I have a handsome, loving, intelligent, thoughtful, goofy, gentlemanly,  and sometimes frustrating, husband. There are times I think he must have ear plugs in. He is moderately forgetful, and definitely procrastinates. He opens my car door, holds my hand, including when we go to sleep at night, and spoils me rotten on my birthday. I’ll take it all. God has blessed me with the most amazing man. I am crazy lucky.

Thirteen years ago, I was severely ill, but I cheated death.  I never even thought death was possible, until the threat was over. Crohn’s disease, as I discussed in a post earlier this year, tried to kill me. It failed miserably. It may have taken a few physical parts of me, but it GAVE me lessons that were far more important. Appreciation. Love. Insight, to live happy, and grateful. In fact, it gave me life. Although I will always have it, I have been in remission ever since. God blessed me with the opportunity to make the most of my life, and I do. I have a love of life that I never would have had, if not for Crohn’s disease.  I am crazy lucky.

My family and I have been given opportunities that many are not. Adventures that I would have never taken advantage of, before my illness. We lived in, and travelled all over, China for four years. We’ve had family vacations in Malaysia, Thailand, Japan, Vietnam, Hong Kong, and Macau. My children took week-long school trips. Camped on, and hiked, unrestored sections of the Great Wall to see the sunrise. Excavated archaeological sites in Gansu province for dinosaur, and dinosaur-aged, fossils, and brought them home in handfuls, wrapped in paper towels.  Swim meets in Taiwan, and drama workshops in Manila. Finally, a girls’ weekend in South Korea. The DMZ, palaces, Korean BBQ, shopping, and a show. Thirty-six hours for a friend and I, before we moved back to the U.S. I have friends all over the world, literally. God blessed us with experiences, relationships, and memories that we could have never imagined. I am crazy lucky.

The kids and I returned from China six months before Bill, as I had been diagnosed with a form of blood cancer. It is a myeloproliferarive disorder, called Essential Thrombocythemia. It causes high platelets,  and requires that I take a chemo pill every day. It will always require treatment. It does not go away. It is fairly controllable though, and it is only a pill or two, along with frequent blood tests. The chances I will live a normal life span are fairly high. So, once again, God has blessed me. I am crazy lucky.

I am not alone. We all have ups and downs in life. Illness. Death. Job loss. Weddings, new babies, or an unexpected promotion. We have good days, and bad. It is how we choose to deal with those times, and what we take away from them, that matters. I choose to live my life with gratitude and happiness. I try to be the best I can be, and enjoy my time on Earth with every part of my being. I love my life. God has blessed me in many ways. I am crazy lucky!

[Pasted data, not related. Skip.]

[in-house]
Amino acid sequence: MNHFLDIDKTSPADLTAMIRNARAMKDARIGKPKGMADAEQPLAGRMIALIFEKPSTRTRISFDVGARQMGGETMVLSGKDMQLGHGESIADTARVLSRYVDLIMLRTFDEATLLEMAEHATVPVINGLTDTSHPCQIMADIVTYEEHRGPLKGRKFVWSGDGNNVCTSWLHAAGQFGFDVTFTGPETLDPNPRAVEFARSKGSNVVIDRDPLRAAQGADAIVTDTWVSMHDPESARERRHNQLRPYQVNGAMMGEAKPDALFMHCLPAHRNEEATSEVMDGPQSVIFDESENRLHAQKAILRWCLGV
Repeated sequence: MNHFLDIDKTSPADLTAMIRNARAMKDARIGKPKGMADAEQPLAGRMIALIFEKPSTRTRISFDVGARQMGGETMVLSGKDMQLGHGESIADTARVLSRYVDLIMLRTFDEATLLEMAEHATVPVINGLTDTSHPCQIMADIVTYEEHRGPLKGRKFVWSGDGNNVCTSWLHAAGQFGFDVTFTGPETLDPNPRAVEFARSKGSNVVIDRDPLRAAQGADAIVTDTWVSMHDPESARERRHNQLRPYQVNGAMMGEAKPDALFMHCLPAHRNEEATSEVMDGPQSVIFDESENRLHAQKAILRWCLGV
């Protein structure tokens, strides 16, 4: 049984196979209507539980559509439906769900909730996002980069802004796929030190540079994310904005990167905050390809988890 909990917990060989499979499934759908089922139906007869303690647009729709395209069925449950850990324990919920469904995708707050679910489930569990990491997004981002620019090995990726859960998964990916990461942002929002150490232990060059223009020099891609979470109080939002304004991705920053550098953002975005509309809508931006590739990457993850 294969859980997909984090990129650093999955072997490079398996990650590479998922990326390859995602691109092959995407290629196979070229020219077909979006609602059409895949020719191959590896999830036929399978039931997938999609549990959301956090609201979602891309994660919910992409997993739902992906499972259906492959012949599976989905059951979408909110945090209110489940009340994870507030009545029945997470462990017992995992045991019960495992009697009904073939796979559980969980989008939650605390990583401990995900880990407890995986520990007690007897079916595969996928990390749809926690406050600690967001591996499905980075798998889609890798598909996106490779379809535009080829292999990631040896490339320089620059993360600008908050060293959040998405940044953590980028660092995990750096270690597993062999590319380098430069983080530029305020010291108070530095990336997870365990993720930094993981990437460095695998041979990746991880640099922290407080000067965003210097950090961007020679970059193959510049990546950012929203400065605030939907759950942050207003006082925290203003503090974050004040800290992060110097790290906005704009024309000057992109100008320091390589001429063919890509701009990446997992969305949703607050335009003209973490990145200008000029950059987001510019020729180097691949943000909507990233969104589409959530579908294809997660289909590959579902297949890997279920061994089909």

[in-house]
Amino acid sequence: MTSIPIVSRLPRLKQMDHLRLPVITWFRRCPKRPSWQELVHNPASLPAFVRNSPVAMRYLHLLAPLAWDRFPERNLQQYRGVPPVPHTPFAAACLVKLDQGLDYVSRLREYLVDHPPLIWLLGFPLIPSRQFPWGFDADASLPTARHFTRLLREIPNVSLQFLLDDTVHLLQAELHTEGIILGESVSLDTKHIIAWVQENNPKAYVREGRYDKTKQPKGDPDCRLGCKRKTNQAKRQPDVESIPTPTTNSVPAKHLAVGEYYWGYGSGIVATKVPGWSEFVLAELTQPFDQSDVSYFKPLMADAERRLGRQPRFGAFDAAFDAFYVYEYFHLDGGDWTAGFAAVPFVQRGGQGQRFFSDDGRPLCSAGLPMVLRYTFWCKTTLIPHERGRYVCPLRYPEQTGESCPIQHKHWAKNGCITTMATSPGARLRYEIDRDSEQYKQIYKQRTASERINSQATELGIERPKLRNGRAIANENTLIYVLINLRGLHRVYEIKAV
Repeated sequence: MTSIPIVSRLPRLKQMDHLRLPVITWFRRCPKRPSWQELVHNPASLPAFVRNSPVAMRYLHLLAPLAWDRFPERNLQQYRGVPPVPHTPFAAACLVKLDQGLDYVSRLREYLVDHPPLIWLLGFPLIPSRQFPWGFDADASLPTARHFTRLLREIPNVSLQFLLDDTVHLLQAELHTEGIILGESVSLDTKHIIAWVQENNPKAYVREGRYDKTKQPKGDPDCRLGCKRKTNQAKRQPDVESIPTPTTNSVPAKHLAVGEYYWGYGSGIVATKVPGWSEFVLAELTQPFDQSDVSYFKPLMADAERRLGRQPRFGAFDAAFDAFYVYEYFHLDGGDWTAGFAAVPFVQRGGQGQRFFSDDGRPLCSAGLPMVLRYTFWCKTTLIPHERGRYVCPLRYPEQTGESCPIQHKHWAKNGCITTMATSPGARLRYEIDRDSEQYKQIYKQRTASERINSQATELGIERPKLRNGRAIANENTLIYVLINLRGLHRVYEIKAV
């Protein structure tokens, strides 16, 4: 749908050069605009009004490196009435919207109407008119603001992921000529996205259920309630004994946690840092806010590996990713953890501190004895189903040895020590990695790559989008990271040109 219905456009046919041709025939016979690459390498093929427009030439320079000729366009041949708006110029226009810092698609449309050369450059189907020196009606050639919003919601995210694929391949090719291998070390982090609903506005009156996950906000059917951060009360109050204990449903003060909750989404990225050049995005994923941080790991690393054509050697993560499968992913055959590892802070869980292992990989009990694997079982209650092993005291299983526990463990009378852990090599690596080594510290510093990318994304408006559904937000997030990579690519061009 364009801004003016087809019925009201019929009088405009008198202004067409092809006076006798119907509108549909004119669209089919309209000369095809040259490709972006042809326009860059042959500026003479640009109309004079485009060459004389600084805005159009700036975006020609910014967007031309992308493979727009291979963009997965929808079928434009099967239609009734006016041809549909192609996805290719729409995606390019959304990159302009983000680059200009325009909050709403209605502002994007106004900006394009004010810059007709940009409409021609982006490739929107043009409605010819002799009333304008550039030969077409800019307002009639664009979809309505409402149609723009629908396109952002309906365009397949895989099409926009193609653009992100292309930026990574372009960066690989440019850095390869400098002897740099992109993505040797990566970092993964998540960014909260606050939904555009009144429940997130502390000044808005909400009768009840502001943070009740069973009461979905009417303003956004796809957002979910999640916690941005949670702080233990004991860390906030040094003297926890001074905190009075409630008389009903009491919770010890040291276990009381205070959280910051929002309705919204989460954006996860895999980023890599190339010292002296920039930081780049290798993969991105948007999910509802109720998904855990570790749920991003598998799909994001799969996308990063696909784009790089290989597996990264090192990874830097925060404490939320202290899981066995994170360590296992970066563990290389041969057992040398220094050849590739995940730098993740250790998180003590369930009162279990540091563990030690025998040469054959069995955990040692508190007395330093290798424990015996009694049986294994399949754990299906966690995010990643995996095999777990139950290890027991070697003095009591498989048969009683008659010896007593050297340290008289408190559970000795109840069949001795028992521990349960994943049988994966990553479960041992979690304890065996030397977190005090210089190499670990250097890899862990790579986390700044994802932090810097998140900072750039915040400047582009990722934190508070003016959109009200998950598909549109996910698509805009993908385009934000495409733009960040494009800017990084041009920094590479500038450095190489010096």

And She Danced……

It has been a long couple of years, since I saw my baby girl happy. I didn’t realize it was gone at first, then I brushed it off as hormones, and then, as written in my previous post, we learned of the bullying. It has taken a long time for her to recover from the experiences, but yesterday, I saw her dance, just because, and my heart danced too.

For the last month, I have noticed some drastic, but very positive, changes in her behavior. She joined volleyball again. It was not a surprise, we knew she would, but last year this was the only extra-curricular school activity she wanted to participate in. During the summer, when she was invited to parties that classmates were having, she was leary and nervous. I pushed her to go, and she did, but she was very anxious. When the school sports night email came last month,  I threw it away. I assumed she wasn’t interested. I mentioned the emal to her a few days later and she, very enthusiastically I might add, said she DID want to go, even though she didn’t know if any friends were attending, and my heart danced.

One night, last week, I woke up at about 3:30 AM, sleeping on my stomach. I don’t normally sleep in this position, but that wasn’t the most unusual part. There was a head on top of mine, coming from the opposite direction from where my husband was, and a sweet, soft, snore, whispering in my ear. My not-so-little girl, had come in and laid down with me, something she has rarely done, and not for a very long time. She has never been a hug-and-a-kiss-goodnight kind of girl, so this was highly unexpected. My heart was bursting with love, and it danced.

Recently, she has put down the itouch more, or at least switched to just listening to music, instead of incessantly texting, or playing games. It is no longer super-glued to her hand. Instead, she is outside with a volleyball, practicing her overhand serve. She has been turning her electronics in earlier at night, for my review, and I have much less content to  peruse. My girl is making me proud, and my heart dances.